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The Great Prize of Japan- What you need to know

Japan’s Grand Prix rises on Sunday (7:00 clock at RTL) on one of the most demanding and popular routes in the Formula One calendar.

Suzuka offers pretty much everything the line layout gives, World Champion Sebastian Vettel calls it his favorite race.

TRAGODIE: The saddest chapter in Suzuka’s history was written by Jules Bianchi last year. On the 5th of October 2014 in his Marussia, the Frenchman had left the track on a wet road in turn seven and had reached a rescue crane at high speed. After about nine months in a coma, the 25-year-old died in a clinic in his home town of Nice from the most severe head injuries.

DEUTSCHE SIEGER: The German national anthem has been part of the permanent repertoire at the Japanese Grand Prix for years. The record winner is Michael Schumacher with six hits, Sebastian Vettel won four times in Suzuka. Since 1995, a German pilot has been on the top of the stairs ten times. The track record has been held since 2005 by the Finnish Kimi Racing King, who rounded the Suzuka International Racing Course in the McLaren Mercedes in 1:31540 minutes.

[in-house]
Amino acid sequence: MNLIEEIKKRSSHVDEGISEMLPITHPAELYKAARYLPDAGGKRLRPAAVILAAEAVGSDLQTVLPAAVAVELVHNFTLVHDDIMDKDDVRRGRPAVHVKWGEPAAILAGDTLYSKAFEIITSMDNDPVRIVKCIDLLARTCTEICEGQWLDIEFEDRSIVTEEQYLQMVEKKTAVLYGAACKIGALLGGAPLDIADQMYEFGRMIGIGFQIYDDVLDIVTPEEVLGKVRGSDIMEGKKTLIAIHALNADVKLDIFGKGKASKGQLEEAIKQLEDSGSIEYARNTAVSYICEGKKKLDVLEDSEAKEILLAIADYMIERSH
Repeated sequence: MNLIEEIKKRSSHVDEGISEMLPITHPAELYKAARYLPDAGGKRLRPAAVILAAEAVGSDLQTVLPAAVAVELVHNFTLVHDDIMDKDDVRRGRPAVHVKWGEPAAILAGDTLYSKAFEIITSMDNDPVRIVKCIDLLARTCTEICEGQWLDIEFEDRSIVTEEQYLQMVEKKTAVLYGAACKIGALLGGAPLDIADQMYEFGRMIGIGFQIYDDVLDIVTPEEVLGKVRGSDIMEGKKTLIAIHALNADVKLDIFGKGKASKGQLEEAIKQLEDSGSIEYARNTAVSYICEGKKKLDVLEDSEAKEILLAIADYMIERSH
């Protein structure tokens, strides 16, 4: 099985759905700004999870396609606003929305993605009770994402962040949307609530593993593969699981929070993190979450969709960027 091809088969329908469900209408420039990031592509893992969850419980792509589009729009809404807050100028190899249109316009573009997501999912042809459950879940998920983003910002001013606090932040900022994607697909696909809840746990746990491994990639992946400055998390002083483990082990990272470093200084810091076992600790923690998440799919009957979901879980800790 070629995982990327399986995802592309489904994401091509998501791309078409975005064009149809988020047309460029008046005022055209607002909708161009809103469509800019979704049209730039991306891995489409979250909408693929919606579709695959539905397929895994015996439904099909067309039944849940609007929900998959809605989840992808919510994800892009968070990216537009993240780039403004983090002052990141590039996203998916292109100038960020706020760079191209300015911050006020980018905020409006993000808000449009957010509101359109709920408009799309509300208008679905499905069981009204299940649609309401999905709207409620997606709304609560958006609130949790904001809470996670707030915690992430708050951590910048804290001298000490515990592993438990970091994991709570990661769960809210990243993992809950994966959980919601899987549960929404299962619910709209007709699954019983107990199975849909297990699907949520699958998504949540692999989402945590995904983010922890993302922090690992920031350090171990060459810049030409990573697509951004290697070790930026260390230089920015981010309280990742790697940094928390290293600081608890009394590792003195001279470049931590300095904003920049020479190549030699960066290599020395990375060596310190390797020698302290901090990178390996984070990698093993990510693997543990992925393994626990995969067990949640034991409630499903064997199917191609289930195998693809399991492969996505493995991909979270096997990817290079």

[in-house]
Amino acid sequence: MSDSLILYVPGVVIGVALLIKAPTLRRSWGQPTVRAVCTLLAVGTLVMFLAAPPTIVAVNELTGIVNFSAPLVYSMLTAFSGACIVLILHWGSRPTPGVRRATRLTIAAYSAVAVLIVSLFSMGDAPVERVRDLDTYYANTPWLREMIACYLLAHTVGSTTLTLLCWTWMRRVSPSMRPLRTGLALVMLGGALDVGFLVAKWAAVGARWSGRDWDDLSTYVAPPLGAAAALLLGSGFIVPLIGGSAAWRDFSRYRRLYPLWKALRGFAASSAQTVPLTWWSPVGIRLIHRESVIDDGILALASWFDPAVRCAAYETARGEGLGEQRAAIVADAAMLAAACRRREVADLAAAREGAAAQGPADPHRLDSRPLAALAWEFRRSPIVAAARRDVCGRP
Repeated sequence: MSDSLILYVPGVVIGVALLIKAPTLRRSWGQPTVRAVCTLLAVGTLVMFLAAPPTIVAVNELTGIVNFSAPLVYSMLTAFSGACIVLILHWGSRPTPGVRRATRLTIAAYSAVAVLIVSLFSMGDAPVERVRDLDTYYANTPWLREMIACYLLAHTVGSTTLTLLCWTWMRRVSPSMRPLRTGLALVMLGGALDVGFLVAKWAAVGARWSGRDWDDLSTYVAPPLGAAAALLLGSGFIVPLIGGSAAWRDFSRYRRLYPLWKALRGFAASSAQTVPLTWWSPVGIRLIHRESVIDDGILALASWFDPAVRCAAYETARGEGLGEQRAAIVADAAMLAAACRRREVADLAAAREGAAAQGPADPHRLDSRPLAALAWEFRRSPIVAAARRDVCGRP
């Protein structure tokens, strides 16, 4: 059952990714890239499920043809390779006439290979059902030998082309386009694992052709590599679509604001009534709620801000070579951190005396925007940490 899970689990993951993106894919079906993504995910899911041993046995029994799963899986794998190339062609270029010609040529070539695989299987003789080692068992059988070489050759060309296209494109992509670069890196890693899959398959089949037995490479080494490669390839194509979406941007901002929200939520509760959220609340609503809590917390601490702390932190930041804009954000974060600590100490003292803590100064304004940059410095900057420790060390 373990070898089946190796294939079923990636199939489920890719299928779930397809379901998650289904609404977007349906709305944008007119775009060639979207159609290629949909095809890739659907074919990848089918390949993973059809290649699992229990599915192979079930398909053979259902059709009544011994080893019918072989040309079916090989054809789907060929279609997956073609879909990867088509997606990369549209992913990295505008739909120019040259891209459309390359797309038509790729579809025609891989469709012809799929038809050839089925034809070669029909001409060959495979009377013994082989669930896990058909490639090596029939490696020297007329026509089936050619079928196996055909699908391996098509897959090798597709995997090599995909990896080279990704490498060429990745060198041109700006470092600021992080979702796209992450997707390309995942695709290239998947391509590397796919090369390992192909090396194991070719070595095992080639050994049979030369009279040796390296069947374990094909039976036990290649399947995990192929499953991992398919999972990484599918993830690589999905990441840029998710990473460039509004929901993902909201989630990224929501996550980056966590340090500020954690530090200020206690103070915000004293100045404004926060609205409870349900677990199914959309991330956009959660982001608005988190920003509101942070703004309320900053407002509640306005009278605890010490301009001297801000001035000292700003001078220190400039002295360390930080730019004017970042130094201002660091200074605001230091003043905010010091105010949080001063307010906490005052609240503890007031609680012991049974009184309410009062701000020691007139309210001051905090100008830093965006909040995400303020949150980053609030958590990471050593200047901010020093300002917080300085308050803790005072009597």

TRADITION: Japan’s Grand Prize is deeply rooted in Suzuka, but the first edition went up on the Fuji Speedway in Oyama. 1976 and 1977, the royal class made their rounds there before Japan disappeared from the calendar again. It was only 1987 that the racing circus returned to the land of the rising sun and learned to love Suzuka. Only twice, 2007 and 2008, the races have taken place since then at the foot of Fujiyama.

KURVEN: Hans Hugenholtz was the man who designed the 1962-built line in Suzuka, and the Dutchman took such a beating. Slow, medium-fast and fast curves, a long full-throttle section and steady up and down: The course offers everything the racing heart desires and is therefore extremely popular. Not only does Sebastian Vettel call him his favorite line. Through a tunnel, the course is set in the form of an eight, a unique feature in formula 1.

UNDERTAKEN: The journey to Japan has already given the royal class legendary duels and many great moments. Thus, from 1988 to 1990 in Suzuka three times following the WM fight between Alain Prost and Ayrton Senna, the crash of teammates in the 1989 year remains unforgettable. Overall, the WM decision fell eleven times in Suzuka. Michael Schumacher and Sebastian Vettel also celebrated floating title parties at the karaoke microphone.

RIESENRAD: The track also gained fame due to its location: The Motopia Park amusement park, originally designed for Honda line builder employees, was built around the course. The Giant Wheel has always been the symbol of the Grand Prix in Suzuka.

FANS: Japanese fans have a huge share of the Grand Prix in Suzuka enjoying great popularity among drivers. The stands are always full, the fans are persistent, enthusiastic and creative.


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